Posts Tagged ‘USA’
Posted in Charlie Wilson's War, Chris Comins, Christopher Comins, citizenship, cruelty to animals, Custom Fab, First Amendment, Florida, free speech, freedom of speech, George Crile III, law, Michael Vick, NASA, Orange County, Orlando, United States, tagged animal cruelty, Central Florida GreeneWay, Christopher Comins, civic engagement, Comins v VanVoorhis, crime, dogs, Elections, First Amendment, Florida, free speech, huskies, law, Orange County, Orlando Florida, pets, pit bulls, shooting dogs, Siberian huskies, U.S. Constitution, United States Constitution, USA, violence, voting, Walt Disney World on March 27, 2010|
Posted in 2004 elections, 2006 elections, Barack Obama, George W. Bush, John Kerry, John McCain, Sean Hannity, United States, tagged Americans, citizens, citizenship, education, geography, maps, Politics, USA, voters on November 13, 2008| 2 Comments »
Below are two maps. The first shows the parts of the U.S. population most likely to have fewer than nine years of education. The second map, oddly comparable to the first, highlights which of our nation’s counties were more likely to vote Republican in 2008 than in 2004.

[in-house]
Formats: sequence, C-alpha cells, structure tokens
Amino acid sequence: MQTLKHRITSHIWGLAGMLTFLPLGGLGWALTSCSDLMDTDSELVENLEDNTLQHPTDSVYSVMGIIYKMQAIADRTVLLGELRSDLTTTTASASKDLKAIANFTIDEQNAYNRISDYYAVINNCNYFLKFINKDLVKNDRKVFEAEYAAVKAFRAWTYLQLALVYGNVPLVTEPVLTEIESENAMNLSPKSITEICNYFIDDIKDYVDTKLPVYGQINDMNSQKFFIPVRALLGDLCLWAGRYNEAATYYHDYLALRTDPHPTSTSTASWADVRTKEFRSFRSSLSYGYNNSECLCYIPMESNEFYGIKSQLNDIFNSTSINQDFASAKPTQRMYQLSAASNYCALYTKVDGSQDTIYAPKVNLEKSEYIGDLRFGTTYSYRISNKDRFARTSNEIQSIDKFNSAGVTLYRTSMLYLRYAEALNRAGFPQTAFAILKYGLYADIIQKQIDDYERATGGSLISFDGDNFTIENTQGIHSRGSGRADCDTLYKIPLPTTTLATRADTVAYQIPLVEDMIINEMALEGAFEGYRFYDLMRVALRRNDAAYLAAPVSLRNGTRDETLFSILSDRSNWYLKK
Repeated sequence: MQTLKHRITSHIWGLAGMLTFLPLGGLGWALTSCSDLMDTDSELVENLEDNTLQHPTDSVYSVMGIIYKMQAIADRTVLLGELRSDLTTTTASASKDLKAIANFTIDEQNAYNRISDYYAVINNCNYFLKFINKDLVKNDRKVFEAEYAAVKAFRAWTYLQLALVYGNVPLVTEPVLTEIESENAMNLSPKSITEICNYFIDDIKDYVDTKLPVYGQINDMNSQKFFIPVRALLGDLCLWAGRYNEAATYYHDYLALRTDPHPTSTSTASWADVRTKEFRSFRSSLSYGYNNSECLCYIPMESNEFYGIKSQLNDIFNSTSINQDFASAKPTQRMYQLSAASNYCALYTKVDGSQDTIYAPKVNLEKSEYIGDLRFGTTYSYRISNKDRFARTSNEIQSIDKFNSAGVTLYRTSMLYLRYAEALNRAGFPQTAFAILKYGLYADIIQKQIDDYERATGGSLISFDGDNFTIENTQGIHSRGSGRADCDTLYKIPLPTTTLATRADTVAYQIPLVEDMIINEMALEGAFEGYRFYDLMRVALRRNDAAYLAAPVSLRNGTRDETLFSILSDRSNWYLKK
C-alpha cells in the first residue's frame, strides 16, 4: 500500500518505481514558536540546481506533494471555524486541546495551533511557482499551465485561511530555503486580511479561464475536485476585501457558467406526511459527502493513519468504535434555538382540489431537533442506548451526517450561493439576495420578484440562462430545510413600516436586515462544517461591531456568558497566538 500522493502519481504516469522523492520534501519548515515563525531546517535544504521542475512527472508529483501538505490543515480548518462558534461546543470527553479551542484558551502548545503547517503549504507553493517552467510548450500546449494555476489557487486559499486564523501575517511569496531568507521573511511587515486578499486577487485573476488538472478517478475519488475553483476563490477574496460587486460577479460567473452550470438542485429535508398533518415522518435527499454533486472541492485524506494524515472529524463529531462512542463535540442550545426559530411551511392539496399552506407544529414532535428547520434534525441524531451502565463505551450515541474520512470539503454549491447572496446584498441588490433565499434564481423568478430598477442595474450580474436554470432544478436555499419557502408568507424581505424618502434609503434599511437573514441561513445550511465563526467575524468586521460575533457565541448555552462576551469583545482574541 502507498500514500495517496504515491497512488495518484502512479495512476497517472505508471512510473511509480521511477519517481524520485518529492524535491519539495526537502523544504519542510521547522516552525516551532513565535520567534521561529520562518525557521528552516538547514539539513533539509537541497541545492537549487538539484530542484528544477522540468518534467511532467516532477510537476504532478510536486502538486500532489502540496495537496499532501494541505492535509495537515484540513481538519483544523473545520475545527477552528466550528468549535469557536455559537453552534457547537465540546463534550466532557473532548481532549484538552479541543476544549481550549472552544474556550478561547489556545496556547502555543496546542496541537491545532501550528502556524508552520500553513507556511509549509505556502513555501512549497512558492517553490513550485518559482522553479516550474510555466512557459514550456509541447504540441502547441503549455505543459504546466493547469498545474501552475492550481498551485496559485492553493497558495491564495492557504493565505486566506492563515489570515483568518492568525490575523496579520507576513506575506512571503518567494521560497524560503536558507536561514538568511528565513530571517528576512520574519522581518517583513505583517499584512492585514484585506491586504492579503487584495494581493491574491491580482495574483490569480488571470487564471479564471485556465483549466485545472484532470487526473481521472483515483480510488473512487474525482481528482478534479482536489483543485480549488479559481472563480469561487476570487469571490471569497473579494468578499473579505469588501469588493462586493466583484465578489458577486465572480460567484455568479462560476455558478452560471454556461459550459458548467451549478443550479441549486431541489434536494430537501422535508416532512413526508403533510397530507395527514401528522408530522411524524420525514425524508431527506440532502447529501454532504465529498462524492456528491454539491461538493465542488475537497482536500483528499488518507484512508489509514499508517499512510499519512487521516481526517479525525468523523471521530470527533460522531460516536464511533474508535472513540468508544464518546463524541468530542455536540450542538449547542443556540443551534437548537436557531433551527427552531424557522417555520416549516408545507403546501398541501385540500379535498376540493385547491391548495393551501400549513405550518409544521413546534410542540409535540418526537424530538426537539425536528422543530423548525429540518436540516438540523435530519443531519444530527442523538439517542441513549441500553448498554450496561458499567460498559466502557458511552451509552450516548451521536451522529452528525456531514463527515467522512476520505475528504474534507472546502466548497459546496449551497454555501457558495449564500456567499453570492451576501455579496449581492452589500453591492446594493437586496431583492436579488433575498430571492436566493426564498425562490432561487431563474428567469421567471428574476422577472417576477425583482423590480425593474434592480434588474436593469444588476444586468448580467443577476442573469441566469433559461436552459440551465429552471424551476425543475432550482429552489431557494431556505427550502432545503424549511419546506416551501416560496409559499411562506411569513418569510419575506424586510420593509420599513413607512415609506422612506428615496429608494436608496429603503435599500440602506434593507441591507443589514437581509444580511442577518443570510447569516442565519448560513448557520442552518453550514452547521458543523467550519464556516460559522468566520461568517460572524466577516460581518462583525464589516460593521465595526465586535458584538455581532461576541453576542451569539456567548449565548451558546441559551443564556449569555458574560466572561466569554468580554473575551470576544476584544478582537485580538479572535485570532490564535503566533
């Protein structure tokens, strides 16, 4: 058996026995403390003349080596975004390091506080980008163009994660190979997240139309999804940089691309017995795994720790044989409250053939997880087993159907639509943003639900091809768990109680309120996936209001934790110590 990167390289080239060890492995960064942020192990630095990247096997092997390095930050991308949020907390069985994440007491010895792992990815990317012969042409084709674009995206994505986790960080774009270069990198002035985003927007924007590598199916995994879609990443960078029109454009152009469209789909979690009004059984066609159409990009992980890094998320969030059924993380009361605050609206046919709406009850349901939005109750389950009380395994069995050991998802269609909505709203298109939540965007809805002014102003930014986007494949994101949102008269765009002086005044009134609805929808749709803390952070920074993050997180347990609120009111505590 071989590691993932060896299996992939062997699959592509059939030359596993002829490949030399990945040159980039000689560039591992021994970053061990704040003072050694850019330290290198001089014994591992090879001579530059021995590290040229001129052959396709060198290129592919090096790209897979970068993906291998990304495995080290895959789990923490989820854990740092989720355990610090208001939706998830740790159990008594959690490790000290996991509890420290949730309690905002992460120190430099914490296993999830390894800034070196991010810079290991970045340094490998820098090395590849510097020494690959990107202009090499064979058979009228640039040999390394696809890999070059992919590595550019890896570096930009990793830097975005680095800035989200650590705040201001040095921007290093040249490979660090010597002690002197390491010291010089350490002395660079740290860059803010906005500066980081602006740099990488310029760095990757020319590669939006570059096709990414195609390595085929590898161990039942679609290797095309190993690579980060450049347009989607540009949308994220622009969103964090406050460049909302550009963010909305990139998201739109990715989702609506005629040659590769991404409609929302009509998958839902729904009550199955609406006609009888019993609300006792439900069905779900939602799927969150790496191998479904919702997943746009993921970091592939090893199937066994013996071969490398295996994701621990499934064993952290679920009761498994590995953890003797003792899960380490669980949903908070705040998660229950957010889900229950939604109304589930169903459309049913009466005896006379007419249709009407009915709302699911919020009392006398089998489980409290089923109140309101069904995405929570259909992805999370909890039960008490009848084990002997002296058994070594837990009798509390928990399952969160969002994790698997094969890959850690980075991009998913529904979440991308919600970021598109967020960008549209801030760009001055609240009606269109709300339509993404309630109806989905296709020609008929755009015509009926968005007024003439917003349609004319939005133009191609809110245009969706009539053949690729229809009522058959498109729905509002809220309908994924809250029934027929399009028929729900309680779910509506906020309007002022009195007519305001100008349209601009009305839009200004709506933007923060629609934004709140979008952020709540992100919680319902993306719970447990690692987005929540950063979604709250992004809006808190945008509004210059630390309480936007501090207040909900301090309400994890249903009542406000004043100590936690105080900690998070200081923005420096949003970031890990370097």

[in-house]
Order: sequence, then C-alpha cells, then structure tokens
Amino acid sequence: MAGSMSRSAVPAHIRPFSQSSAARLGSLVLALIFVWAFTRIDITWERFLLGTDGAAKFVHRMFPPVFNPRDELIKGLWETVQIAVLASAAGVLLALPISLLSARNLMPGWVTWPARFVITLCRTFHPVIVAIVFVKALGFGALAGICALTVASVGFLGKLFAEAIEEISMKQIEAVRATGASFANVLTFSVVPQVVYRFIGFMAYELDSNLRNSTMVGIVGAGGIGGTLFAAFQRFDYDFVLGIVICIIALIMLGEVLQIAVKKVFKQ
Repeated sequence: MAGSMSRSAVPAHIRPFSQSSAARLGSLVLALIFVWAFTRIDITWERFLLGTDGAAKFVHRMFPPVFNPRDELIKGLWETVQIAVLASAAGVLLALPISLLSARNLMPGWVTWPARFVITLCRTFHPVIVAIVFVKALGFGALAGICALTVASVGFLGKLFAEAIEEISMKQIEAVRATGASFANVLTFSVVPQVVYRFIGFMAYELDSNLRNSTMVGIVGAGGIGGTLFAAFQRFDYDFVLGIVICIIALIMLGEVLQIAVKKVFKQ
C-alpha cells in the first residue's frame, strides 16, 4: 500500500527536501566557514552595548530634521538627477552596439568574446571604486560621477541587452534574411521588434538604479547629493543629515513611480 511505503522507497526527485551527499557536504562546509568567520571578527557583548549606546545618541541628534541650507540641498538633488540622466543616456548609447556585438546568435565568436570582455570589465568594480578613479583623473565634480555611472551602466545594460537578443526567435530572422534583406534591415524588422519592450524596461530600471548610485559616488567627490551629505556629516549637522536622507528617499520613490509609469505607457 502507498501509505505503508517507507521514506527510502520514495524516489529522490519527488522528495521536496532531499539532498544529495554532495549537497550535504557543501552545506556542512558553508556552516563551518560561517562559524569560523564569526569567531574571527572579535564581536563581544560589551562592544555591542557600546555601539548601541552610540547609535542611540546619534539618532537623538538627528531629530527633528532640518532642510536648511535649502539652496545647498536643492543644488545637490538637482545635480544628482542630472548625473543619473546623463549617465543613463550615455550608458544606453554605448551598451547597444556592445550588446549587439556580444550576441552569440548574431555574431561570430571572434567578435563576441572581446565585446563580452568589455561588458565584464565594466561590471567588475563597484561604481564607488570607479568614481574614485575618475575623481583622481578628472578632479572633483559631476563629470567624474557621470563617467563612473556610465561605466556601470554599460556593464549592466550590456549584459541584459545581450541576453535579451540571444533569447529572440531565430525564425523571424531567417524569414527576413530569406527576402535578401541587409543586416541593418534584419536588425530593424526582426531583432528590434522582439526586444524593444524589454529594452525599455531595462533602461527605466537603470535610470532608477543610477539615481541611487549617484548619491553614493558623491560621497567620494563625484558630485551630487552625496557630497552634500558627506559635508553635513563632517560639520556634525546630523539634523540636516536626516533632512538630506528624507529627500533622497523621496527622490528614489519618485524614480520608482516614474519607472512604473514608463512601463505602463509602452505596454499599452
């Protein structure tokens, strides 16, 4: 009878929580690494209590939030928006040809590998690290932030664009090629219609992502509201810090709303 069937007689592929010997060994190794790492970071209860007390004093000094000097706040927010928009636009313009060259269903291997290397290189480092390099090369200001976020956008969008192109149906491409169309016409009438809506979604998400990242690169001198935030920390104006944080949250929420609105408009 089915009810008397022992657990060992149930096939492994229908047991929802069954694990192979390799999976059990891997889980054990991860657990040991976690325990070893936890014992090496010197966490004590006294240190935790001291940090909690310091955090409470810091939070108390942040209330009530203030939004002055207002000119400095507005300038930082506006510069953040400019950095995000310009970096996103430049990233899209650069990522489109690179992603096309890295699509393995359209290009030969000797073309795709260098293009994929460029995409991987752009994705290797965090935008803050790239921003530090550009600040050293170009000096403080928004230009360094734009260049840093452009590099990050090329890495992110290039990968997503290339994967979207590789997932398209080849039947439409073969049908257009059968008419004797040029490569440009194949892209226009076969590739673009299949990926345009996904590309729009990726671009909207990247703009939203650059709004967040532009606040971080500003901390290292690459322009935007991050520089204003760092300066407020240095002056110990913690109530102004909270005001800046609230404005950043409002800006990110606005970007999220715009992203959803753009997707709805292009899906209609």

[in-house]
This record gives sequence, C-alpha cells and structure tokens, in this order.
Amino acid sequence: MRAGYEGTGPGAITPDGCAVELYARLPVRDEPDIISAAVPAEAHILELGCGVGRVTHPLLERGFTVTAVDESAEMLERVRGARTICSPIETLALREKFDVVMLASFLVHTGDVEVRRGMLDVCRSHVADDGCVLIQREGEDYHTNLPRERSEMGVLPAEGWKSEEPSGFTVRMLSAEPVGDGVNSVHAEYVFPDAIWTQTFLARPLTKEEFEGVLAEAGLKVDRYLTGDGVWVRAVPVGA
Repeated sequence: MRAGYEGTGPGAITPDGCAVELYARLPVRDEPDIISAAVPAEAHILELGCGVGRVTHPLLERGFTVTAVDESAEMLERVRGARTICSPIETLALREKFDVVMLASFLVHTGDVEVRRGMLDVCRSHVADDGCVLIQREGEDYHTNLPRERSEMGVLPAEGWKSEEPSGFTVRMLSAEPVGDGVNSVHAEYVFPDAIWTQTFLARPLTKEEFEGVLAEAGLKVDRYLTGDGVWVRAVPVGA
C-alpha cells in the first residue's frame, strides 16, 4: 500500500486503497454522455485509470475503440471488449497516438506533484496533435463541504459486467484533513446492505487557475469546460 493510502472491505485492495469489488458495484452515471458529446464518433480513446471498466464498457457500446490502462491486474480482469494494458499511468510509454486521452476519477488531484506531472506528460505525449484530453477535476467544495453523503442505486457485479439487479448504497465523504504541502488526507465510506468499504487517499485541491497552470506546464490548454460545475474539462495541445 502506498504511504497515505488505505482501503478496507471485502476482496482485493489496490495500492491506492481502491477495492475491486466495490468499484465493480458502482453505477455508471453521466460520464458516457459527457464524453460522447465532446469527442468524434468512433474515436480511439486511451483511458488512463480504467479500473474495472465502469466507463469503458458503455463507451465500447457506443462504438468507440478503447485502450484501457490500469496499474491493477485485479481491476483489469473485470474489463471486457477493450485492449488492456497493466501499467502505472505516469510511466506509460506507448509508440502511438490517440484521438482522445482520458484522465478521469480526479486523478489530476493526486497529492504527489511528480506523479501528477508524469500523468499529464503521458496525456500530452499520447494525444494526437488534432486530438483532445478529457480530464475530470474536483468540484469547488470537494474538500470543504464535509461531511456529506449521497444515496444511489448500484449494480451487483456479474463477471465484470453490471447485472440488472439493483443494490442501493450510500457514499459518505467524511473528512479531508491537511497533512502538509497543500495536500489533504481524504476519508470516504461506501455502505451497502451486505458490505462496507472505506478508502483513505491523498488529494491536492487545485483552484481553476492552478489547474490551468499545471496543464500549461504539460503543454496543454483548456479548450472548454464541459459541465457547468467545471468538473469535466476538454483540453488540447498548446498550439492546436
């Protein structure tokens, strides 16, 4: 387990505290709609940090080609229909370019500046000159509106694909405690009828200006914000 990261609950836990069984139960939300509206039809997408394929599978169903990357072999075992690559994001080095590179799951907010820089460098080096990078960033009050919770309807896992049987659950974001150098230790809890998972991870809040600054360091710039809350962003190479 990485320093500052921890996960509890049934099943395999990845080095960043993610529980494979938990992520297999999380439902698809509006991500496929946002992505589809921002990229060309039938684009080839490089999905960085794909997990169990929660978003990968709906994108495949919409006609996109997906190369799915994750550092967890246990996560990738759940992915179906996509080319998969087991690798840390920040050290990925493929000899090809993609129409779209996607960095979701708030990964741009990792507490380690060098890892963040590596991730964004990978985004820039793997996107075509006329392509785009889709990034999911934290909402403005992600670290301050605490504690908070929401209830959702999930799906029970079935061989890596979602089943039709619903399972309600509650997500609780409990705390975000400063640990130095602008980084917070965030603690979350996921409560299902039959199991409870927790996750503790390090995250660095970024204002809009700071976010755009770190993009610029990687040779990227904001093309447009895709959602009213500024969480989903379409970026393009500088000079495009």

This brief entry is intended only for those who would agree with me that, in general, education is a good thing–i.e., that schooling beyond a middle-school level prepares us for the real world and enables us to make informed decisions as adult citizens and voters. If you don’t count yourself among such believers in education, then your way of thinking may prevent you from seeing my point. Or it could be that you’re just not particularly apt at reading maps, or converting raw numbers into meaningful conclusions.
Posted in 2008 elections, Al Franken, Alaska, Bob Schaffer, Bruce Lunsford, Colorado, Elizabeth Dole, Georgia, Gordon Brown, Gordon Smith, Jeanne Shaheen, Jeff Merkley, Jim Gilmore, John Cornyn, John Sununu, Kay Hagan, Kentucky, Louisiana, Mark Begich, Mark Udall, Mark Warner, Mary Landrieu, Minnesota, Mississippi, Mitch McConnell, New Hampshire, Norm Coleman, North Carolina, Oregon, Rick Noriega, Roger Wicker, Ronnie Musgrove, Ted Stevens, Texas, United States, US Congress, Virginia, tagged Elections, Politics, U.S. Senators, USA on November 2, 2008| Leave a Comment »
A total of 35 Senate seats are up for grabs this Tuesday; 23 of those seats are currently Republican and 12 are Democrat.